When your parents call and tell you their medicine's going through the roof, they can't keep up, you tell them: Hope is on the way.
And when your neighbor calls and says her daughter's worked hard and she want's to go to college, you tell her: Hope is on the way.
And when your son or daughter, who is serving this country heroically in Iraq calls, you tell them: Hope is on the way.
We are Americans and we choose to be inspired. We choose hope over despair, possibilities over problems, optimism over cynicism. We choose to do what's right even when those around us say, "You can't do that," we choose to be inspired, because we know that we can do better, because this is America where everything is still possible.
Let's make America stronger at home and more respected in the world. Let's ensure that once again, in our one America -- our one America -- tomorrow will always be better than today."
-Senator John Edwards (North Carolina)
Tomorrow, will be the most important day until November 2nd, 2004.
Tuesday, July 27, 2004
DNC day 2
The highlight of the second night of the Democratic National Convention was not a speech by Teresa Heinz Kerry, Ron Reagan, or even, Senator Ted Kennedy. For those of you watching the Fox News Channel, it was not even the "debate" between Bill O'Reilly and Michael Moore. The highlight of the night was made by a person, whose humble roots bespeak volumes of the integrity, honesty and character of the speaker. Yes, the highlight of the night was definetly made by the indomitable Ilana Wexler, founder of Kids for Kerry. NOT. Barack Obama is currently running to be senator of Illinois. Mr. Obama spoke eloquently and vivaciously tonight, reminding us all of the American Dream and the true nature of American politics. His speech was incredibly well-received and it would be folly to think that Barack Obama will be anything but U.S. senator come election. This 42-year-old civil rights advocate certainly has a terrific career ahead of him. OBAMA in 2012!! WOO!!
Below are excerpts of his speech on July 27th.
"...That is the true genius of America, a faith in the simple dreams, an insistence on small miracles. That we can tuck in our children at night and know they are fed and clothed and safe from harm. That we can say what we think, write what we think, without hearing a sudden knock on the door. That we can have an idea and start our own business without paying a bribe. That we can participate in the political process without fear of retribution, and that our votes will be counted -- or at least, most of the time.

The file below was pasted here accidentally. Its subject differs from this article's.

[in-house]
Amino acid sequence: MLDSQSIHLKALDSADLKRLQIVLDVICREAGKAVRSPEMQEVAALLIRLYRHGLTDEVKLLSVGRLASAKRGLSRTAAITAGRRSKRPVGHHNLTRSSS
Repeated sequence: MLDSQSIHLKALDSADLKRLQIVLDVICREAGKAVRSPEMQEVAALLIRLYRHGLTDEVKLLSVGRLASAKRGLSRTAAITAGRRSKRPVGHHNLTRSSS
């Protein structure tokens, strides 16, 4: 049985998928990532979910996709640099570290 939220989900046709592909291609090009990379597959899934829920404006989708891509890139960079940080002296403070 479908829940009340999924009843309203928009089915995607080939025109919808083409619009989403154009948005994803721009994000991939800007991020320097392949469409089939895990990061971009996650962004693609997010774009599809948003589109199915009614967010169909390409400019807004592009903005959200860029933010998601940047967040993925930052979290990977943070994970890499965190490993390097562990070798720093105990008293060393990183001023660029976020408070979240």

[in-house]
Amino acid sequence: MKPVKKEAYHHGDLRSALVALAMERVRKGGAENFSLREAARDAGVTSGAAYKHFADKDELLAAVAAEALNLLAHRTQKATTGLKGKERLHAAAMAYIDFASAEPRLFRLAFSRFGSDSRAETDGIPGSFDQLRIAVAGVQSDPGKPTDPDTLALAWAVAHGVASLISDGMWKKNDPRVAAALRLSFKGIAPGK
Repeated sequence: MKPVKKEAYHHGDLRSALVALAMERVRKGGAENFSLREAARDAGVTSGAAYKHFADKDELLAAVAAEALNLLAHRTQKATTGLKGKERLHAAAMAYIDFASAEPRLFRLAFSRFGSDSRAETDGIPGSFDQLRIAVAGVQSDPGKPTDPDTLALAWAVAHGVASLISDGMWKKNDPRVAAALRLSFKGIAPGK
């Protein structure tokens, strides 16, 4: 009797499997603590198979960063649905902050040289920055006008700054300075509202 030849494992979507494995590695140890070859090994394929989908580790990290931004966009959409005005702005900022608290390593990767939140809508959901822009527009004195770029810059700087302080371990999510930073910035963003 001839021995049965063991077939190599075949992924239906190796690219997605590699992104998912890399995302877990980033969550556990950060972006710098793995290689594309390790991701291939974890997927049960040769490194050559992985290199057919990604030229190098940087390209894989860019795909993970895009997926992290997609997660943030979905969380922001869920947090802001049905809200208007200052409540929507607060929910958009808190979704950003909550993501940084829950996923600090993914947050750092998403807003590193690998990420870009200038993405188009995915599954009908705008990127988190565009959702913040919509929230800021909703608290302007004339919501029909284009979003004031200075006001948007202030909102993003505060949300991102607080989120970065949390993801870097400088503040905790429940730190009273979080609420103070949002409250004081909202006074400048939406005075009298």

...People don't expect government to solve all their problems. But they sense, deep in their bones, that with just a change in priorities, we can make sure that every child in America has a decent shot at life, and that the doors of opportunity remain open to all. They know we can do better. And they want that choice.
...When we send our young men and women into harm's way, we have a solemn obligation not to fudge the numbers or shade the truth about why they're going, to care for their families while they're gone, to tend to the soldiers upon their return, and to never ever go to war without enough troops to win the war, secure the peace, and earn the respect of the world.
...John Kerry believes in America. And he knows that it's not enough for just some of us to prosper. For alongside our famous individualism, there's another ingredient in the American saga. A belief that we are all connected as one people.
If there's a child on the South Side of Chicago who can't read, that matters to me, even if it's not my child.